Waterdeep Dragon Heist A con job
Storm Kings Thunder. Fighting mostly evil
Tomb of Annihilation. Fighting inter galactic evil
Princes of the Apocalypse evil
Rise of Tiamat evil
Ghost of Saltmarsh a mixture
Strahd evil
So fighting evil seems to be the default. Now if you want your campaign to be shades of gray/ or strict black and white; go right ahead. But get some of your REGULAR players input first.
 

ccs

41st lv DM
The Nazis thought they were the good guys though. This is where it gets very slippery. In fact most atrocities were committed in the name of good.

The opinions of Nazis - living, dead, past, present, future, or fictional - don't matter.
They are an example of the evil you stamp out.
And an example of what happens when you don't.
 

Blazestudios23

Explorer
But, apparently it does. It means that you see the world as more black and white, according to some in this thread. So, it becomes okay to use incredibly racist concepts in our fantasy, because, well, the world is black and white and those folks over there are obviously evil, so, it's okay to murder them all you like.

Which, frankly, is EXACTLY THE SAME as the real world justifications for all sorts of very real world evil.

I reject this notion that our grandparents were somehow holding the moral high ground because of the Nazi's. Sorry, but the second half of the 20th century, hasn't exactly painted our grandparent's, or our parent's our, frankly, our generation with a wonderful light.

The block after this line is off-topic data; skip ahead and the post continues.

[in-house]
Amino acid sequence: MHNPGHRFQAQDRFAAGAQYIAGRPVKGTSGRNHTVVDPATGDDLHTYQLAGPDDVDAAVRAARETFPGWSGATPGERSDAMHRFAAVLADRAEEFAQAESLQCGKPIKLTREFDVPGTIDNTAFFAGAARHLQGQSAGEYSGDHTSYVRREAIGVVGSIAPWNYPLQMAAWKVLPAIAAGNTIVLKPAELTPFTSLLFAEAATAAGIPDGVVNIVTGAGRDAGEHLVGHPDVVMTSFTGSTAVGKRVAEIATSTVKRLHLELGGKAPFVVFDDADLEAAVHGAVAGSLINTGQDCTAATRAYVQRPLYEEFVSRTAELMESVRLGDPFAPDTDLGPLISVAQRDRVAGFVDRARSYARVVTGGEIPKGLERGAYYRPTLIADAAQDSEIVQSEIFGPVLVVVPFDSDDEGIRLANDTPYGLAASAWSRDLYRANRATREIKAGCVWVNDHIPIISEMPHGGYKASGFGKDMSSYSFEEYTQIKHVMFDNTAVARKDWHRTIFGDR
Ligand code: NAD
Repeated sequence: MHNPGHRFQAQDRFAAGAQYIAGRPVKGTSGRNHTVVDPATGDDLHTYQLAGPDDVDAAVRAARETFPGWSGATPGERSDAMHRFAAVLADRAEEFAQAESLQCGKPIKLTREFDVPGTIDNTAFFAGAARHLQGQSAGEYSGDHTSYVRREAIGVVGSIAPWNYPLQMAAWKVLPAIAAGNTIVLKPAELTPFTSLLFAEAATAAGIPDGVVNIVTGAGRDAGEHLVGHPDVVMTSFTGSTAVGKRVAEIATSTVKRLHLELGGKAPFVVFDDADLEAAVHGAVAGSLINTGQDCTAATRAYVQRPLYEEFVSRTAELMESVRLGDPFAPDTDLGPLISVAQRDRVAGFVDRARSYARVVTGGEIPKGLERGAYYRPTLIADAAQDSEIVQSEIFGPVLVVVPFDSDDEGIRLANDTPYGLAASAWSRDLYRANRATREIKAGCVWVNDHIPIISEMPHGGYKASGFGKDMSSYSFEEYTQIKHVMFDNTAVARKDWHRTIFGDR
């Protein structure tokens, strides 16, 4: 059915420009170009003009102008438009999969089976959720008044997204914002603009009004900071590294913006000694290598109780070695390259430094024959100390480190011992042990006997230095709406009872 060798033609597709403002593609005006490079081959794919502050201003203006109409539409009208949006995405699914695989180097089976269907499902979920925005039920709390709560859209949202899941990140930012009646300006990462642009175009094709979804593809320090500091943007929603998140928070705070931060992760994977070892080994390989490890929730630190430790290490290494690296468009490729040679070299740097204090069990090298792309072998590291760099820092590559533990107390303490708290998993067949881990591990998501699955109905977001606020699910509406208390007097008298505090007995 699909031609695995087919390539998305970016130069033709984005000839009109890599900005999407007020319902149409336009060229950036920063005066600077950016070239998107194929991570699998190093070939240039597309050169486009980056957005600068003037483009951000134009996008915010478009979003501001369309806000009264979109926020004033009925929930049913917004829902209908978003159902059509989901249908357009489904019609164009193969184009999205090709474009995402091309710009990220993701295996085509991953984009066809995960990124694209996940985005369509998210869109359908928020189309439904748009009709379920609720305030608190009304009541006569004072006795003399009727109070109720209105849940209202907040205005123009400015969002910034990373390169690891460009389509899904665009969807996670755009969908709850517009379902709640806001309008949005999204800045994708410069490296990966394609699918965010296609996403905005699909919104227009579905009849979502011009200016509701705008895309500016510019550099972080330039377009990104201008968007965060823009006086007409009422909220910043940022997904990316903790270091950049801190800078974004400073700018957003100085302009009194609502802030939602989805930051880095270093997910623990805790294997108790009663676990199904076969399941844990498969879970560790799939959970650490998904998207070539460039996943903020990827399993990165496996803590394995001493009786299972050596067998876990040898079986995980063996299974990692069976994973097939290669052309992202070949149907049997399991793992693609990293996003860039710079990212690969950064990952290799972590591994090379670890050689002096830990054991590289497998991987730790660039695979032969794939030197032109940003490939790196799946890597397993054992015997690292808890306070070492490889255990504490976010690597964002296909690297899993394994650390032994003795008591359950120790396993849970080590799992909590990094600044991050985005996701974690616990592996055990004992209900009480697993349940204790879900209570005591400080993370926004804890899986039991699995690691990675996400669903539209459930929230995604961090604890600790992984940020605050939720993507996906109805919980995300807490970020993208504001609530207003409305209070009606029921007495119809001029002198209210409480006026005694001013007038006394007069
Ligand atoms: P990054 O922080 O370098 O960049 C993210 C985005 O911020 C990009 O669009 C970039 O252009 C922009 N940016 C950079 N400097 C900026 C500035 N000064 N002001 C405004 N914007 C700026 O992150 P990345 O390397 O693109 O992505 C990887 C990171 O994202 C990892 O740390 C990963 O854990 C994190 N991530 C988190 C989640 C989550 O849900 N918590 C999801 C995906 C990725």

It's very easy to discount the effects of colonialist fiction when it's not about you.
Well in medieval times it was those with the most power that were considered to be good and have god on their sides, and that led into colonialism. Basically might makes right.

So if you want to play with realism, the medieval idea of good is far different from the modern one, but could be used in a game, I would say Game of Thrones better represents a more realistic fantasy with all sides thinking the have the right to rape and pillage each other and that the gods are on their side and thus they are the good ones.
 

Blazestudios23

Explorer
Let see what has been officially published
Descent into Avernus fighting evil
Dungeon of the mad Mage Fighting and exploring
Out of the Abyss fighting evil
Tales of Yawning Portal Collection but you mostly fighting evil
Waterdeep Dragon Heist A con job
Storm Kings Thunder. Fighting mostly evil
Tomb of Annihilation. Fighting inter galactic evil
Princes of the Apocalypse evil
Rise of Tiamat evil
Ghost of Saltmarsh a mixture
Strahd evil
So fighting evil seems to be the default. Now if you want your campaign to be shades of gray/ or strict black and white; go right ahead. But get some of your REGULAR players input first.
The funny thing is when I play, I play a character that isn't good, because to me they wouldn't be going around killing so many things. I played Barbarian that basically want to fight everything to prove his power, then a Warlock that wants make the Great Old One notice him through the amount of killing he does. If they do good as it leads to further battle.